NPR logo

Romney Highlights Job Losses Among Women

  • Download
  • <iframe src="" width="100%" height="290" frameborder="0" scrolling="no" title="NPR embedded audio player">
  • Transcript
Romney Highlights Job Losses Among Women


Romney Highlights Job Losses Among Women

Romney Highlights Job Losses Among Women

  • Download
  • <iframe src="" width="100%" height="290" frameborder="0" scrolling="no" title="NPR embedded audio player">
  • Transcript

Mitt Romney says that more than 90 percent of the jobs lost since President Obama took office were jobs previously held by women. While technically accurate, Scott Horsley tells Robert Siegel that Romney's claim doesn't tell the whole story.


Mitt Romney has long criticized President Obama for his handling of the economy, and in recent days his campaign has been highlighting job losses among women. It's a message punctuated by a striking statistic that he uses. Romney says 92.3 percent of the jobs lost on the president's watch were held by women. He has used that number over and over again. Here he is yesterday at a campaign stop in Pennsylvania.

MITT ROMNEY: The brunt of the burden of job losses during the Obama years has been suffered by women, and so this administration has some explaining to do, as Ricky Ricardo used to say.

SIEGEL: Well, Ricky Ricardo is not available so we've turned for an explanation to NPR's Scott Horsley. Hi-ya.

SCOTT HORSLEY, BYLINE: Good to be with you, Robert.

SIEGEL: Scott, that's a very striking number. How exactly did the Romney campaign come up with the number of over 90 percent of the jobs lost during the last three years were women's jobs?

HORSLEY: Well, here's how the campaign arrived at that figure, Robert. Remember, the U.S. economy has actually been adding jobs for the last year and a half, but we're still not back to the point where we were in January of 2009, when President Obama took office. We're still about 740,000 jobs short.

Now, if you just look at the number of women who are working today, that's down about 683,000 from where it was in January of '09. If you divide 683 into 740 that is 92 percent, so Romney's statement is not plucked out of thin air but it's not really the whole story either.

SIEGEL: No. If it's not the whole story, what's he leaving out?

HORSLEY: Well, one thing to keep in mind is the unemployment rate for women is still lower than it is for men. It's 8.1 percent for women last month, compared to 8.3 percent for men. And while January of 2009 was an important month on the political calendar, it just sort of falls in the middle of the economic downturn. By 2009, when President Obama came into office, the economy had already lost some four and a half million jobs. And those job losses were disproportionately among men.

I talked to an economist, Megan Barker at the Labor Department, who explained the recession didn't hit the whole economy all at once. It sort of rolled from one industry to another, beginning with construction and manufacturing.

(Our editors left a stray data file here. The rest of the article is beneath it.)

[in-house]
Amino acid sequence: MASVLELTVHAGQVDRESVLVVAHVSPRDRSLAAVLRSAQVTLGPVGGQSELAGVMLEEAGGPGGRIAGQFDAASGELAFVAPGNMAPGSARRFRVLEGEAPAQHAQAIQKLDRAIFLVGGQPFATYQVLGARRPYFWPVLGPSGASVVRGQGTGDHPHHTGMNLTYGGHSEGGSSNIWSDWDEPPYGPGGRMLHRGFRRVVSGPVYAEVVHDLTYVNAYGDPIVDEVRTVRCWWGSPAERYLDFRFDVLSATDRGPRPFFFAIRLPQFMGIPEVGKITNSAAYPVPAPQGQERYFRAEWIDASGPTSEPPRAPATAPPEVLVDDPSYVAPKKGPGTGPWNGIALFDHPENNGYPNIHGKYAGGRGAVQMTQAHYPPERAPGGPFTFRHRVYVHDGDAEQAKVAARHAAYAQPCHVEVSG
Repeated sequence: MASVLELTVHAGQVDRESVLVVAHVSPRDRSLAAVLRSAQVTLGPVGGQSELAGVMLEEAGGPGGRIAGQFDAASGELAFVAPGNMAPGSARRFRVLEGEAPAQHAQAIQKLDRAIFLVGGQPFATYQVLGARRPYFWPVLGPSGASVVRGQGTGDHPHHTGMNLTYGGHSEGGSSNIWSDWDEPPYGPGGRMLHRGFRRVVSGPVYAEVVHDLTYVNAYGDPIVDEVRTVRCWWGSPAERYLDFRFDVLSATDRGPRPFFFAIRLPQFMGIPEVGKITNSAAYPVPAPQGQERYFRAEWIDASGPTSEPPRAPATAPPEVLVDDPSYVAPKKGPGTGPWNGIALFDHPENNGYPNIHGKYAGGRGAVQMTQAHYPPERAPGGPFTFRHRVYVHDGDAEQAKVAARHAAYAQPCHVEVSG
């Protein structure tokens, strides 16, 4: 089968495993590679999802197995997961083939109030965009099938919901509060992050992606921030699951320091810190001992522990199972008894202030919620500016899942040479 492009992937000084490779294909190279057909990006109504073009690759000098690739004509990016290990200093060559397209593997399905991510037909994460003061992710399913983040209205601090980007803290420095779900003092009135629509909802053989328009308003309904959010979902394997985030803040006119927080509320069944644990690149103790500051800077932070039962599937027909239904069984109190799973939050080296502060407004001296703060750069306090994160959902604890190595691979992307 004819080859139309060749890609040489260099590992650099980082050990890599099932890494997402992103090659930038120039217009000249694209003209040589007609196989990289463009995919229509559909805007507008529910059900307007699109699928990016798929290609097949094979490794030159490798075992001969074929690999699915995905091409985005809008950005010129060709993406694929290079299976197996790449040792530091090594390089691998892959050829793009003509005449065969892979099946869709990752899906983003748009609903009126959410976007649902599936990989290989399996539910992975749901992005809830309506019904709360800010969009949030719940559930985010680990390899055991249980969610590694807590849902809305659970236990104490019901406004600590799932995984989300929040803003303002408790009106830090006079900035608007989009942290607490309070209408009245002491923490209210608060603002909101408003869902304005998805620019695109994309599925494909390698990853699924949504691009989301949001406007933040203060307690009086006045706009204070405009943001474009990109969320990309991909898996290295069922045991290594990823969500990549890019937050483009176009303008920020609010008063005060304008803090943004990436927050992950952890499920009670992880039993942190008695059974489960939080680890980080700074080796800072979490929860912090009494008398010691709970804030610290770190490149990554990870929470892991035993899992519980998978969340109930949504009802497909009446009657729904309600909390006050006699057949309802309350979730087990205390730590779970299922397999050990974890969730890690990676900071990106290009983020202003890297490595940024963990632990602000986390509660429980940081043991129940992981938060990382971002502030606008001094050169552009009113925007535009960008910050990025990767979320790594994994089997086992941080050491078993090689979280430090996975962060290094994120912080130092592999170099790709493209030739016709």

MEGAN BARKER: So, historically we see that jobs in construction and manufacturing are held by males. More recently, we've seen more jobs being lost in education and health services and in government, which historically is where women tend to hold the majority of jobs.

HORSLEY: So even after the private sector began adding jobs back, job losses have continued in the government sector, as local governments dealt with their budget deficits. A lot of those jobs that were lost were teachers. And a lot of those teachers were women.

SIEGEL: So how much blame does President Obama deserve for that?

HORSLEY: Well, the administration would say we would have seen even bigger losses at the local government level, even more teacher jobs lost had it not been for the economic stimulus plan that he pushed for. Of course, that money ran out at the end 2010. Since then, the president has been pushing for billions of dollars in additional aid to keep teachers in the classroom, but Congress has not been willing to go along.

The one encouraging sign is that we've begun to see the layoffs at the state and local government level taper off in recent months. And so, what we're really seeing is women sort of felt the recession later and now they're feeling the recover later.

SIEGEL: Scott, there's an obvious political context here, this argument of Mitt Romney that 92 percent of the jobs lost on President Obama's watch have been women's jobs. This comes after the Romney campaign has noticed a serious drop in his support among women.

HORSLEY: Yes, we've seen a number of recent polls showing Romney trailing President Obama by double digits with women voters. Now, since 1980, women voters have tended to lean Democratic but not this far. It could be that the recent controversy we've seen over birth control has been a turnoff for some women.

And so, now that we have the general election card sort of all set, we're going to see the Romney campaign reaching out to women, trying to mend fences, and drive a wedge between women and President Obama. This numbers game is a part of that effort.

Of course, the Obama campaign is not taking that lying down. The White House held a conference last week on women and the economy. And they like to stress that the first bill that the president signed was the Lilly Ledbetter Act, which makes it...

SIEGEL: Equal pay...

HORSLEY: Exactly.

SIEGEL: …for women.

Thank you, Scott.

HORSLEY: My pleasure, Robert.

SIEGEL: NPR's Scott Horsley.

Copyright © 2012 NPR. All rights reserved. Visit our website terms of use and permissions pages at for further information.

NPR transcripts are created on a rush deadline by Verb8tm, Inc., an NPR contractor, and produced using a proprietary transcription process developed with NPR. This text may not be in its final form and may be updated or revised in the future. Accuracy and availability may vary. The authoritative record of NPR’s programming is the audio record.